Choirs, orchestras perform at annual Choral-Orchestral Festival


Gabrielle Solymosy

Directed by Penny Meitz, the choirs and orchestras performed in St. John the Divine Church.

Gabrielle Solymosy and Russell Li

Nathaniel Crain has been singing in Chorale for four years, yet this year’s Choral-Orchestral Festival was one of the most challenging performances he has ever experienced. With less than a month to rehearse, Crain, the Bass II section leader, relied on practice tracks and organized sectional rehearsals to limited rehearsals.

On the evening of Feb. 4, Upper School choirs and orchestras collaborated in the annual Choral-Orchestral Festival at St. John the Divine Church. The festival featured Choral ensembles Les Chanteuses, Chorale and Kantorei in addition to Orchestral ensembles Philharmonia and Chamber Strings.

Ensemble members and directors felt more pressure to prepare for the festival because they had less than a month to learn and master the pieces. The amount of practice time was significantly less than preparation for the Fall Choral Concert, Candlelight or even previous Choral-Orchestral Festivals. This shortened rehearsal time resulted from extending Winter Break further into January.

“We barely made this concert,” choral director Scott Bonasso said. “One fewer rehearsal and we wouldn’t be ready. We used every minute — it’s been a race.”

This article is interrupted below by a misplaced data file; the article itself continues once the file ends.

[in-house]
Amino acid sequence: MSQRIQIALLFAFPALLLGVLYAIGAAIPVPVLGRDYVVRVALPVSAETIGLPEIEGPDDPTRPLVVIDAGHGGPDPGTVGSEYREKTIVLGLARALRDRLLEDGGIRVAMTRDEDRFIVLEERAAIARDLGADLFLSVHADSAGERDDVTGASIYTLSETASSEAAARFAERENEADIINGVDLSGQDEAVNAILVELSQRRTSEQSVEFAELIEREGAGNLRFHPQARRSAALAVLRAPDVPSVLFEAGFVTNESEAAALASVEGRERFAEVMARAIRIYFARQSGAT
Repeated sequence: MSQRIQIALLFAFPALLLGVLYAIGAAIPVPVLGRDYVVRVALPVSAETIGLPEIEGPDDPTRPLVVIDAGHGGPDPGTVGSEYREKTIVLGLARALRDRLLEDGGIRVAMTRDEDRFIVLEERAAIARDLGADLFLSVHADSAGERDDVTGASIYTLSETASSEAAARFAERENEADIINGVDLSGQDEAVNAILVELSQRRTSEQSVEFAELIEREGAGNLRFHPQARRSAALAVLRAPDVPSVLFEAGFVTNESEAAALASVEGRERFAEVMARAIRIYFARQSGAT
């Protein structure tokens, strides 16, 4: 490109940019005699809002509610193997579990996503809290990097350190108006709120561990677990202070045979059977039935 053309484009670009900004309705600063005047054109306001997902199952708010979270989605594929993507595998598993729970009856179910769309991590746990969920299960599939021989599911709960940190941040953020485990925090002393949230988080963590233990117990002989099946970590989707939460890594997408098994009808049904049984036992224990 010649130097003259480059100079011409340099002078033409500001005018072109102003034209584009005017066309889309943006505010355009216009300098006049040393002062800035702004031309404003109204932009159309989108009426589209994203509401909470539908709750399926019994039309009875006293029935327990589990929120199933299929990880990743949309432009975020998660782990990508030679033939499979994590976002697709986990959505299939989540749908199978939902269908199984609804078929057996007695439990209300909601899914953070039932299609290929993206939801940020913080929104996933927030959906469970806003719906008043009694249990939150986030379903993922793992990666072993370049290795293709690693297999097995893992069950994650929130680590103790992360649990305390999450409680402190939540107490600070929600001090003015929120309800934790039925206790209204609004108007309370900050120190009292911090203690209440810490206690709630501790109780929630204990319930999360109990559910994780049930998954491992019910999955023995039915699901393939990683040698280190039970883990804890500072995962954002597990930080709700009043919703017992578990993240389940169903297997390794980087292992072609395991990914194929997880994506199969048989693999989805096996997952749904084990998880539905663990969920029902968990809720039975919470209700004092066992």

Sophomore Casey Propst also had to sacrifice free time for additional rehearsals for the three different ensembles to which he belongs: Chorale, Kantorei and Philharmonia.

According to Bonasso, Chorale especially felt pressure during the rehearsal process because of their 13-minute Cantata piece: Gerald Finzi’s “In Terra Pax.” The difficult piece “In Terra Pax” demanded all available rehearsal time before the Winter Break, so Chorale only had January to focus on the festival’s music.

“For the time we were given, the performance was well done,” senior Gray Watson, president of Chorale and Tenor section leader, said. “I’m really proud of the choir because we managed to get through performing without much practice.”

Sophomore Elijah Dahunsi, a member of Chorale, said that the shortened rehearsal time pushed the ensembles to prepare more efficiently.

Shortened rehearsal time was not the only challenge performers faced in preparation for the festival. Director of Les Chanteuses Brendan Emig focused the majority of rehearsal time on the technicalities of Baroque music, a popular style of music in 17th- and 18th-century Europe. According to Emig, Les Chanteuses spent many rehearsals focusing on melismas, a group of notes sung on one syllable.

“This repertoire across the board [was] a little ambitious, but we did a phenomenal job,” Emig said. “This [was] definitely some high-caliber music.”

The three Upper School choirs combined with the two Upper School orchestras to perform “Zadok the Priest,” one of the Coronation Anthems composed by George Frederick Handel.

“The fact that it sound[ed] so good and that they [did] it so well is a testament to the musicianship and capability of the musicians in strings and choir,” Bonasso said.

Ensemble members enjoyed performing in the Festival, despite feeling pressed on time in the days before the concert.

The Festival was an exciting way to showcase the fantastic ability of our Upper School singers and instrumentalists,” Dahunsi said.

Chorale, Kantorei, Philharmonia and Chamber Strings also performed “The King Shall Rejoice,” the second of Handel’s Coronation Anthems.

“It’s always a challenge to get the pieces ready in time for the festival,” Crain said. “This year was even more of a challenge, but we found a way to pull it together.”

To listen to recordings of the performance, click here.